Designing for Wearable Technology

An intersection of UX Design, Industrial Design, and Product Design

Wearable technology is more than just crap on your wrist, and more than the typical rectangular screen. We are obsessed with the visual, but wearable technology is so much more than what you see. How do we design these objects, challenging the norms while still keeping the end user in mind? We’re starting to mash up user experience and industrial design to create new skill sets for this booming tech movement.

So what are you talking about?

How are we supposed to take what we know from websites and mobile apps and apply it to wearables?

Close your eyes with your phone in your hand. Seriously, do it, and ask yourself this:

What can you still do with your mobile device now that your vision is gone?

You can talk to Siri, or maybe you can feel the vibrations of incoming messages. These technologies, the ones that are already utilizing sound and touch, have the potential to be much more valuable to wearables than vision. By focusing too much on the visual, we’re limiting ourselves in our designs. But by blocking out our sight, we open up the possibility to utilize our other senses and create an immersive product. (Check out this TED Talk yet on designing for all 5 senses)

What is Wearable Tech?

We know that strapping an iPhone to your wrist does not make it wearable technology. You wouldn’t really want the device to have the full functionality of an iPhone, you would actually want it to have a completely different functionality.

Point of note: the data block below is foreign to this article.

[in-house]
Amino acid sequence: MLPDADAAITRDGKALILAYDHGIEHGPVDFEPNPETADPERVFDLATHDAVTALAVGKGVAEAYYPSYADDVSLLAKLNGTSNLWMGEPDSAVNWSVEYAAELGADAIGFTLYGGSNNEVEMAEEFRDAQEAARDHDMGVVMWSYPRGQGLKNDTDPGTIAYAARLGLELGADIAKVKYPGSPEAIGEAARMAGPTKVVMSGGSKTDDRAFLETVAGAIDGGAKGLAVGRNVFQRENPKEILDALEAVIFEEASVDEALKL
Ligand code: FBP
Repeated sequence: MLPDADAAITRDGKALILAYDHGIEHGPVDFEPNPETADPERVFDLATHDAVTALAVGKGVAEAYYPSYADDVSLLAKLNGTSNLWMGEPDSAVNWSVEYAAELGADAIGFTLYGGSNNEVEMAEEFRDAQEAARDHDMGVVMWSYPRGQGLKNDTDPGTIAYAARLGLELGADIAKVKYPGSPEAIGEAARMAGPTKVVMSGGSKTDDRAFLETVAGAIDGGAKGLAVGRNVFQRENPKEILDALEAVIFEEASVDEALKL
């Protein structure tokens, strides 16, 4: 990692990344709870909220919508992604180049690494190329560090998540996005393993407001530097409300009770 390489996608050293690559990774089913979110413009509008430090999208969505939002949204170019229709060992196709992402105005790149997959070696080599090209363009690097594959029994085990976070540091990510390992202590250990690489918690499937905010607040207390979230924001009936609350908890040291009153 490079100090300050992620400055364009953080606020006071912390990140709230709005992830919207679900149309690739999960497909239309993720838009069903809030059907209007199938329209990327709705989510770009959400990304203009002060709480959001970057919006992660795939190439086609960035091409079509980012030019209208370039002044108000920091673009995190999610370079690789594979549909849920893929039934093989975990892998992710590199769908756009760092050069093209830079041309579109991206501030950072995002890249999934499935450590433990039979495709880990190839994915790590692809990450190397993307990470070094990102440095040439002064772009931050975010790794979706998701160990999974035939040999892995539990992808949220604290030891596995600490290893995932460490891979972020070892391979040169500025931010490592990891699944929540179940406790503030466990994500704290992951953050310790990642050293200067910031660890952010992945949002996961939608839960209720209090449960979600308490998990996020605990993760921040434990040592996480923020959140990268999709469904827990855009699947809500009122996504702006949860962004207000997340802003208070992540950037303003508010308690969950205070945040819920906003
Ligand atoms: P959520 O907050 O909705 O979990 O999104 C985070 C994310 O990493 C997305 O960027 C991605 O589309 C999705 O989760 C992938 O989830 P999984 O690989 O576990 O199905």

The reality is that smart watches aren’t a very exciting new medium, because smart watches aren’t going to give you much of an advantage over smart phones—it’s more of a mobile companion device focused on notifications. As is the case with wrist-based fitness trackers, there’s essentially nothing there you couldn’t just do with your smartphone.

It’s not bad design, it’s just boring design. We need to keep going back to our scope of senses and understand what else we can incorporate as designers who refuse to be mundane.

Somewhat of a side note, but I think most fitness trackers’ lack of useful user interaction or unique functionalities renders them worthless.

There. I said it.

Designing Without the Visual

While at SXSW this year, I went to a workshop on sensory UX with @Acuity_Design. We were given the task of communicating a sentence to one another with only touch (our skin can detect three sensations: pain, pressure, and temperature).

A team of three people directed my hands to different recognizable shapes and materials. As I spoke out loud as to what I believed they were trying to tell me, there was little they could do to respond to my thought process.

At one point, they took my hand to form a “thumbs up,” and while it was obvious to everyone watching that they were telling me I had just said one of the correct words, to me it just felt like I should now be saying the word “like.”

Taking ourselves outside of the visual-rules-all world and into one in which we were challenged to communicate in new ways made it apparent that what we think is obvious is not in fact obvious when we are lacking our visual faculties. And this was all with a small group of people, never mind designing for mass users.